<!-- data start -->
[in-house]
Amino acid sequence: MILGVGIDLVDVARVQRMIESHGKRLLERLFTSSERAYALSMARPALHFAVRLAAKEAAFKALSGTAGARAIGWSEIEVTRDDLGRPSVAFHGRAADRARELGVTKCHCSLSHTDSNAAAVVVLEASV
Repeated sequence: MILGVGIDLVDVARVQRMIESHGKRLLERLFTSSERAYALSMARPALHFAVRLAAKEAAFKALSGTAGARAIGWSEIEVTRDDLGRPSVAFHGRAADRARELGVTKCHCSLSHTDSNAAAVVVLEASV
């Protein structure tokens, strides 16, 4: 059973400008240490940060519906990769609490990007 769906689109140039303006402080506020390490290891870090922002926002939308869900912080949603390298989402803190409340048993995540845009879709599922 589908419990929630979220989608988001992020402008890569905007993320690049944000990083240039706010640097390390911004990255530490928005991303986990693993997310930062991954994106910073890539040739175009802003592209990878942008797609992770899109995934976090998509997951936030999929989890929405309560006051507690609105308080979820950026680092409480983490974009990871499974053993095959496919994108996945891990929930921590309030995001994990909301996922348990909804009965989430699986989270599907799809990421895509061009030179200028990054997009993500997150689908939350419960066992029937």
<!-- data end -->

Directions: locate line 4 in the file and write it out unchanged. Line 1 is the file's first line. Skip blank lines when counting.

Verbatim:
């Protein structure tokens, strides 16, 4: 059973400008240490940060519906990769609490990007 769906689109140039303006402080506020390490290891870090922002926002939308869900912080949603390298989402803190409340048993995540845009879709599922 589908419990929630979220989608988001992020402008890569905007993320690049944000990083240039706010640097390390911004990255530490928005991303986990693993997310930062991954994106910073890539040739175009802003592209990878942008797609992770899109995934976090998509997951936030999929989890929405309560006051507690609105308080979820950026680092409480983490974009990871499974053993095959496919994108996945891990929930921590309030995001994990909301996922348990909804009965989430699986989270599907799809990421895509061009030179200028990054997009993500997150689908939350419960066992029937």